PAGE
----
“Do you always want to be right?”
This was the question posed to me by my therapist a few months ago. Daunting, no? And frankly, a bit too blunt for my taste. Couldn’t he have been a bit more subtle and casually work it into the conversation? Or couldn’t he have asked me about my obsessive tendencies as a child, which of course, there were many of those – enough to probably take up a double or triple therapy session?
No. And apparently, he wanted an answer, like, yesterday because he just sat there. And I just sat there, thinking, in that quiet room. You’d swear you could hear a pin drop.
The thing that got me, though, is he seemed to think it was bad – heck, almost illegal – to want to be right all the time. I tried to play devil’s advocate with him. I’m sly like that.
“Isn’t it human nature, though, to have this instinctual need to be right? Who wants to be wrong?”
But the more I thought about it, the more it rang true. All my life, I’ve thought I’ve known what’s right. I had a clear sense of right and wrong and held on tightly to my principles. My moral compass was ever pointed straight ahead. I knew what I should do, knew what other people should do and never shied away from letting my opinions be heard. Why is it that life always seems to have other plans, though?
Last week marked six and a half years since my father’s suicide. And the more I think about it, the more I realize my Right Army seemed to charge even faster ahead after his death. I knew what was right (I’d known it all along): He was selfish. He should have thought of us. He didn’t have to die like that. And, most assuredly, we’re going to have to live with this pain he left us for the rest of our lives.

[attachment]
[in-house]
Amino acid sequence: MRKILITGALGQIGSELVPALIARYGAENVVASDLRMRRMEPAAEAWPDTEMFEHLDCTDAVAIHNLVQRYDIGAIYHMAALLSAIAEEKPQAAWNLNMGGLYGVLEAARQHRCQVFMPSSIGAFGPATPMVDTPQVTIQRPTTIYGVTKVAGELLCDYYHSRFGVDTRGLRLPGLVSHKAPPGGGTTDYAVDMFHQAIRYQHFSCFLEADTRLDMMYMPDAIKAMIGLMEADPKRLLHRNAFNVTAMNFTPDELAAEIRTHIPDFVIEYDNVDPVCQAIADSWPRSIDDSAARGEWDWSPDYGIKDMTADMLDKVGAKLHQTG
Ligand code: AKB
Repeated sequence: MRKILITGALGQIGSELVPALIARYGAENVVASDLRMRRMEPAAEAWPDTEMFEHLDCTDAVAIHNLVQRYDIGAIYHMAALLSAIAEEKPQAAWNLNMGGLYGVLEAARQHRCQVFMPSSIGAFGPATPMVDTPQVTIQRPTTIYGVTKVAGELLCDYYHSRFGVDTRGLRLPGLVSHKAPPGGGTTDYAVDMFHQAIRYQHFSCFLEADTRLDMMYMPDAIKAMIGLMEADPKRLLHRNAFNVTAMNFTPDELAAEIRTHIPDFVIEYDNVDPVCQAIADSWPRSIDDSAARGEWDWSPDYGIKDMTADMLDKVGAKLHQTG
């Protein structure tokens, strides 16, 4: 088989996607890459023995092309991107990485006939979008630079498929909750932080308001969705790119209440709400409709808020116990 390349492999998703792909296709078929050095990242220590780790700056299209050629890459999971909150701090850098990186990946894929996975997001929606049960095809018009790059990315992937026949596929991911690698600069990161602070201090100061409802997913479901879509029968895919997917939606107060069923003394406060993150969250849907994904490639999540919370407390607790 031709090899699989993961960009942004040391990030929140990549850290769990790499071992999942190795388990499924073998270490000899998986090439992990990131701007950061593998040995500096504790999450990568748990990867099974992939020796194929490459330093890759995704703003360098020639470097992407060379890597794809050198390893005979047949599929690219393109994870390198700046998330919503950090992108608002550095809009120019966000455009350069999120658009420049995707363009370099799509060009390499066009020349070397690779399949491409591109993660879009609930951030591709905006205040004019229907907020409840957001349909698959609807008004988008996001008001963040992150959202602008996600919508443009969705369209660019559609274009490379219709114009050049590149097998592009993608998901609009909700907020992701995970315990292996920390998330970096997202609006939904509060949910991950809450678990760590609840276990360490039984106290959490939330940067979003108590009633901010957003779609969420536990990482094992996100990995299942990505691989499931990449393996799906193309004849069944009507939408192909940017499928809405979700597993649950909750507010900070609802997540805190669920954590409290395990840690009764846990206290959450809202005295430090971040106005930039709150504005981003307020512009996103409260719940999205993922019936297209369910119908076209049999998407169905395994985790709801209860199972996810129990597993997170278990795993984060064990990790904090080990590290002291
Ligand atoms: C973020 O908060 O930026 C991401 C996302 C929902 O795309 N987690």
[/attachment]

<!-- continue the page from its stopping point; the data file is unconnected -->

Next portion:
Or so I thought I knew it all. I was right. Right as rain.
That’s when my mother, like any good mother, kept posing the same question as my therapist, but with her own mother-like infusion: “Is being right more important to you than missing your father?”
I’ve realized in the last few months that my “need-to-be-right-at-all-costs” mentality is ultimately clouding the larger picture. It’s a scary place to be. All I want to be is positive and upbeat, but the second I even try, the cynical voice inside my head tells me it’s all just a facade, and it’s time to be realistic.
It’s not always right wanting to be right all the time. There has to come a point where you just throw your hands up in the air and say, “To heck with it. That’s life. It is what it is.” I think it may take me a little longer to get to that point, though. I’m on my way. That’s a start, right?
Maybe you’re a right-fighter too. I say it’s time that we put down our swords, took off our masks of armor and stop the crazy madness of trying to be right and make everything right. Aren’t you just a little bit exhausted? I know I am.